Are You Getting Reeled In By Deceptive Refinance Marketing?

I was reading my recent issue of Consumer Reports Money Adviser when I came across a small item on deceptive mortgage ads. I’ve seen a few of these myself recently. You’ve probably seen them as well. They appear online, on TV, in the newspaper, and even in direct mail to your home. I’ve lost count of the number of “FHA refinance” letters I’ve received in the mail in recent weeks.

It’s important to be on guard when you see these ads, since they often promise something that is too good to be true. Some of the items you might notice in these ads include:

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  • Really low fixed rates advertised.
  • Guaranteed approval.
  • Implication that the advertiser is affiliated in some way with FHA.

While it’s true that there are some government programs out there to help you refinance your home, you need to be careful about answering these types of ads.

My Efforts to Refinance

I am going through a refinance under HARP. (Or at least trying to go through one. Income, as always, is a snag because mine and my husband’s are both irregular.) I’ve been thinking about refinancing for a long time, but have hesitated because I’m not sure when we will move. When I talked to my banker, it was a rather discouraging experience, so I put it out of my mind for a while.

deceptive-refinance-practicesI started thinking about it again when the direct mail ads started arriving — at a rate of three or four a week. I didn’t seriously think of using any of them, though. A lot of the letters included very vague information and promises of fixed rates below 3%. Additionally, the FHA logo was prominent. Upon flipping over many of the letters, though, and reading the fine print, two things became apparent:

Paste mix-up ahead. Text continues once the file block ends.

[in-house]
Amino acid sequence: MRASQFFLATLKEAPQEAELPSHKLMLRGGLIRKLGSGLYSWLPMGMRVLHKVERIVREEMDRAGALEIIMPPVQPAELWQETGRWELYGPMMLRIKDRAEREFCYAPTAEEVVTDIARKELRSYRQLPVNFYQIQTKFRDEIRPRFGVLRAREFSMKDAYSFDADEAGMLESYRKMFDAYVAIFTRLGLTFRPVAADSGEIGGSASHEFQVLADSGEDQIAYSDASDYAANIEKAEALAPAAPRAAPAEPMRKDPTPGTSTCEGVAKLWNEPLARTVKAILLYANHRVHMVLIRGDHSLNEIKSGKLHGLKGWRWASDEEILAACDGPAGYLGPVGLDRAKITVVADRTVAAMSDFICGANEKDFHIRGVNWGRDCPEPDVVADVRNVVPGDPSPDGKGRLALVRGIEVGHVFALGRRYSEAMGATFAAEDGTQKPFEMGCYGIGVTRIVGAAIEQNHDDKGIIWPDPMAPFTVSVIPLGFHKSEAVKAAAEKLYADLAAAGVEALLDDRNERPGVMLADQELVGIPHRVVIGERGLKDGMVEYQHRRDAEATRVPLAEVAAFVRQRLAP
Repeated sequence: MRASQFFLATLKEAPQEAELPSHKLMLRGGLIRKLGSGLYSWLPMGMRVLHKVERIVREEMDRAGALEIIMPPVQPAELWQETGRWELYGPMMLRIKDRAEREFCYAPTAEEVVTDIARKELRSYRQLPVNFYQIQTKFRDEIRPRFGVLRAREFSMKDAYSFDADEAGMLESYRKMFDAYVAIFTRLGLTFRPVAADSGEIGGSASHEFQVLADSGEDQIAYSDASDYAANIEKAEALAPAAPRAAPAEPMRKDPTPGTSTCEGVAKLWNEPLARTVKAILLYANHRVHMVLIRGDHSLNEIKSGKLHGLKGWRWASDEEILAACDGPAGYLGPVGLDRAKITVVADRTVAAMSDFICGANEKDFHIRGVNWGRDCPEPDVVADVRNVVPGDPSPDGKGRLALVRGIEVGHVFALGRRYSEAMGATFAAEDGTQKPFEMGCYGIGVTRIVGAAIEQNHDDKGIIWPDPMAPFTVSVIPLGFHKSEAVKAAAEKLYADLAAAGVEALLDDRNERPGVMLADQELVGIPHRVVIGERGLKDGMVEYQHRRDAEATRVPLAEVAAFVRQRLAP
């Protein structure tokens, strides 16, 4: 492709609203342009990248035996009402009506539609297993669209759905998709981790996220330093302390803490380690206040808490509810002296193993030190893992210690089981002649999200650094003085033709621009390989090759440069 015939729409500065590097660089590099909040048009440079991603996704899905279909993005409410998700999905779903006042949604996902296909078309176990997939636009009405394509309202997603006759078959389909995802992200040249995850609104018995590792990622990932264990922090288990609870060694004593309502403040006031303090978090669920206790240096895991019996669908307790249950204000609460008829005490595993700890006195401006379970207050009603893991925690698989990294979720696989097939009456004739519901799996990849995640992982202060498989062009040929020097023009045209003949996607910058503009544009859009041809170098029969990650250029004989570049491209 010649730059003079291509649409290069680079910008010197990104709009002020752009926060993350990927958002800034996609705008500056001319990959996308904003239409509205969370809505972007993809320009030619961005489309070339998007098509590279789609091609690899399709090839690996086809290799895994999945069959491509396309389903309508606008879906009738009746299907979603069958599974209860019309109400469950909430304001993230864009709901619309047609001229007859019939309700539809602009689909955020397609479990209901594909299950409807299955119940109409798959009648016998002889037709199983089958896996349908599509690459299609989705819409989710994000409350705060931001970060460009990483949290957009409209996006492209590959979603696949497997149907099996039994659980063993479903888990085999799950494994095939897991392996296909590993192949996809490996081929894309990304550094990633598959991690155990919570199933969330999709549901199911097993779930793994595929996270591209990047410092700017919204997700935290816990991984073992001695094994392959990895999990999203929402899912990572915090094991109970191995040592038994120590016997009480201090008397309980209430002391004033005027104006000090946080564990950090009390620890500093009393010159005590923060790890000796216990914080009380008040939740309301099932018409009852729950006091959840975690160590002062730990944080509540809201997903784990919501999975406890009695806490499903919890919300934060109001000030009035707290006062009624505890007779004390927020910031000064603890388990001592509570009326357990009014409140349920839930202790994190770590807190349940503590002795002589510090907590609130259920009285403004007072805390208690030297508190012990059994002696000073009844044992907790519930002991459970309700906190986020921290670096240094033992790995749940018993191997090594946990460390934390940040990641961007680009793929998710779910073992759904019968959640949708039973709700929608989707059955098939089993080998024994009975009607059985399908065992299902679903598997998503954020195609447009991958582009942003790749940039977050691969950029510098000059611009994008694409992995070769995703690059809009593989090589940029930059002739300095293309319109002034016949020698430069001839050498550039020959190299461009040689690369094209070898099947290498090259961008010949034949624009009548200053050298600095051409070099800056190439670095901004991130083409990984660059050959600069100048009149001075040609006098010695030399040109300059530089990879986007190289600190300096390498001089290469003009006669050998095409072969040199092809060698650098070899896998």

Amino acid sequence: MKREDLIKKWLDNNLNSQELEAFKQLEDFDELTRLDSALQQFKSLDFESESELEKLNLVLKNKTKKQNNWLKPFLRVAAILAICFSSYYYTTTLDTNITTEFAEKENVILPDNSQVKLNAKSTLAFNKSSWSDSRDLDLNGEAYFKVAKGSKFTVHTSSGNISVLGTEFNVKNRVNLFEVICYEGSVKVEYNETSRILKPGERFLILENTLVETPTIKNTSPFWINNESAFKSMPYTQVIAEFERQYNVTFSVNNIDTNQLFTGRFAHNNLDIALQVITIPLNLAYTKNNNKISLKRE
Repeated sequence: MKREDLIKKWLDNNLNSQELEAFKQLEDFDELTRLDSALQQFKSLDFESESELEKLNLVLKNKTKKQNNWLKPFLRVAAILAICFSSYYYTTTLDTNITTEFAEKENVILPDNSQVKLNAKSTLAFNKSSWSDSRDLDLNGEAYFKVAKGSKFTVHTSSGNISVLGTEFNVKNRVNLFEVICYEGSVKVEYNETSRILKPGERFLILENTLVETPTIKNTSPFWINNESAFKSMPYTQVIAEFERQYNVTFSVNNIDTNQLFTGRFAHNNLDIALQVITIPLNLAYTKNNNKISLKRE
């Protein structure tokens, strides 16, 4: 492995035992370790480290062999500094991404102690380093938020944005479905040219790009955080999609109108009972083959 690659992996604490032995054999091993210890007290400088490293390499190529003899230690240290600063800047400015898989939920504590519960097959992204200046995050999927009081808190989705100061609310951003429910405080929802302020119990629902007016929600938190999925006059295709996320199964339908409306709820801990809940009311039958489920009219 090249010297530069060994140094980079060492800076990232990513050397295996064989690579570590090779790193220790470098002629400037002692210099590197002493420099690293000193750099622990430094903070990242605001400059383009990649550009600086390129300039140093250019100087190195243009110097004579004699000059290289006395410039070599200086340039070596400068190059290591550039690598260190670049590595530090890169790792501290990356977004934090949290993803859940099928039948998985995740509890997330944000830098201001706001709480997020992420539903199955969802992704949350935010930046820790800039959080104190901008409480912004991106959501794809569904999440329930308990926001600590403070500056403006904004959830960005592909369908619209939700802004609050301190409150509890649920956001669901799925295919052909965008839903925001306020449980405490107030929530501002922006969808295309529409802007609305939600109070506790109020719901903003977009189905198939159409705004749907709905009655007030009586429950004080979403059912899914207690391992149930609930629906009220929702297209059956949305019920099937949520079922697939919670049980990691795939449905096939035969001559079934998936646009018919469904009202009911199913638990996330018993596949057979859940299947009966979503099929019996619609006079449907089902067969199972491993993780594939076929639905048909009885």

1. These aren’t companies associated with the FHA: Even though the logo is prominent, the fine print on the back says that the company isn’t associated with the FHA. However, the companies are using the fact that many who got home loans with the help of the FHA are eligible for government programs.
  2. The rate isn’t truly fixed: Again, I had to go to the fine print to see this. But the “fixed” rate was often a portion of a 5/1 ARM. So the rate is only fixed for a limited period of time during the term of the loan.

If you aren’t watching carefully for these items, they might slip past you, causing you to feel that you are getting a great deal, and that you are protected because the FHA is involved.

My own refinance is being handled through a reputable, major company that I sort-of approached (with the help of Quizzle). Rather than answering an ad seen randomly on the Internet or sent to me via direct mail, I started the process mostly on my own.

Before you agree to a mortgage, make sure you read through the terms, and you understand the entire loan. And, if you are concerned that you are seeing deceptive mortgage ads, you can get more information from the FTC.

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Miranda is a freelance writer and professional blogger. She writes for a number of personal finance blogs, including Planting Money Seeds. She has a M.A. in journalism, and is the author of Confessions of a Professional Blogger. Miranda lives Utah, where she enjoys spending her free time reading, traveling and playing with her son and husband.

Last Edited: 20th February 2013

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